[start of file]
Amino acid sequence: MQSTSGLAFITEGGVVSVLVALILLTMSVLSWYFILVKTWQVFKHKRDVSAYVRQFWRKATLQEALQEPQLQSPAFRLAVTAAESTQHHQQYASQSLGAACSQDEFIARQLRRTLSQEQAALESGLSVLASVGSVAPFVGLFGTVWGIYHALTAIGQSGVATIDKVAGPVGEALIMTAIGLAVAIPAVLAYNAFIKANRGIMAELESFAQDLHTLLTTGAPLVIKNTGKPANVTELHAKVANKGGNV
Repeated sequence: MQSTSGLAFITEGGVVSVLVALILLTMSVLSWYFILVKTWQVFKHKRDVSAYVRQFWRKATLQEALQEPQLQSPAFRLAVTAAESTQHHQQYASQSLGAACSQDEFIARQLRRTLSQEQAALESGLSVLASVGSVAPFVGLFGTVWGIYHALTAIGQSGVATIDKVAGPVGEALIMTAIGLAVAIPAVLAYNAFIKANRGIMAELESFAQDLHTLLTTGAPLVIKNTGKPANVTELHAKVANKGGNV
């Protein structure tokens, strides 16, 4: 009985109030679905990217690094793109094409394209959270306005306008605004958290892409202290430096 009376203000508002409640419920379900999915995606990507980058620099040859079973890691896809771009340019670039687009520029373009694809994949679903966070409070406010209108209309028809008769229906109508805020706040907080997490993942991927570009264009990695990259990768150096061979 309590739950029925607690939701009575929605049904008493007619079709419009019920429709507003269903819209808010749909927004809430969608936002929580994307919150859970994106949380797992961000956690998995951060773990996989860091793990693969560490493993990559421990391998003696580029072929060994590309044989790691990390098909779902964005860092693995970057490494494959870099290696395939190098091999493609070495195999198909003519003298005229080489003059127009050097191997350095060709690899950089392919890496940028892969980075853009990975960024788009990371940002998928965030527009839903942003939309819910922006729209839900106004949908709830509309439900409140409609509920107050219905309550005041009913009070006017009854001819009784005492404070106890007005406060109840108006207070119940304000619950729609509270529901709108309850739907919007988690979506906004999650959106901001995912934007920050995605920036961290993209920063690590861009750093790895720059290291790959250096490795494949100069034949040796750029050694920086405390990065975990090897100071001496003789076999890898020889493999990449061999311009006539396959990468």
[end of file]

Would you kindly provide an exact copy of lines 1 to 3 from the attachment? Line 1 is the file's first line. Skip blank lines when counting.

Amino acid sequence: MQSTSGLAFITEGGVVSVLVALILLTMSVLSWYFILVKTWQVFKHKRDVSAYVRQFWRKATLQEALQEPQLQSPAFRLAVTAAESTQHHQQYASQSLGAACSQDEFIARQLRRTLSQEQAALESGLSVLASVGSVAPFVGLFGTVWGIYHALTAIGQSGVATIDKVAGPVGEALIMTAIGLAVAIPAVLAYNAFIKANRGIMAELESFAQDLHTLLTTGAPLVIKNTGKPANVTELHAKVANKGGNV
Repeated sequence: MQSTSGLAFITEGGVVSVLVALILLTMSVLSWYFILVKTWQVFKHKRDVSAYVRQFWRKATLQEALQEPQLQSPAFRLAVTAAESTQHHQQYASQSLGAACSQDEFIARQLRRTLSQEQAALESGLSVLASVGSVAPFVGLFGTVWGIYHALTAIGQSGVATIDKVAGPVGEALIMTAIGLAVAIPAVLAYNAFIKANRGIMAELESFAQDLHTLLTTGAPLVIKNTGKPANVTELHAKVANKGGNV
């Protein structure tokens, strides 16, 4: 009985109030679905990217690094793109094409394209959270306005306008605004958290892409202290430096 009376203000508002409640419920379900999915995606990507980058620099040859079973890691896809771009340019670039687009520029373009694809994949679903966070409070406010209108209309028809008769229906109508805020706040907080997490993942991927570009264009990695990259990768150096061979 309590739950029925607690939701009575929605049904008493007619079709419009019920429709507003269903819209808010749909927004809430969608936002929580994307919150859970994106949380797992961000956690998995951060773990996989860091793990693969560490493993990559421990391998003696580029072929060994590309044989790691990390098909779902964005860092693995970057490494494959870099290696395939190098091999493609070495195999198909003519003298005229080489003059127009050097191997350095060709690899950089392919890496940028892969980075853009990975960024788009990371940002998928965030527009839903942003939309819910922006729209839900106004949908709830509309439900409140409609509920107050219905309550005041009913009070006017009854001819009784005492404070106890007005406060109840108006207070119940304000619950729609509270529901709108309850739907919007988690979506906004999650959106901001995912934007920050995605920036961290993209920063690590861009750093790895720059290291790959250096490795494949100069034949040796750029050694920086405390990065975990090897100071001496003789076999890898020889493999990449061999311009006539396959990468």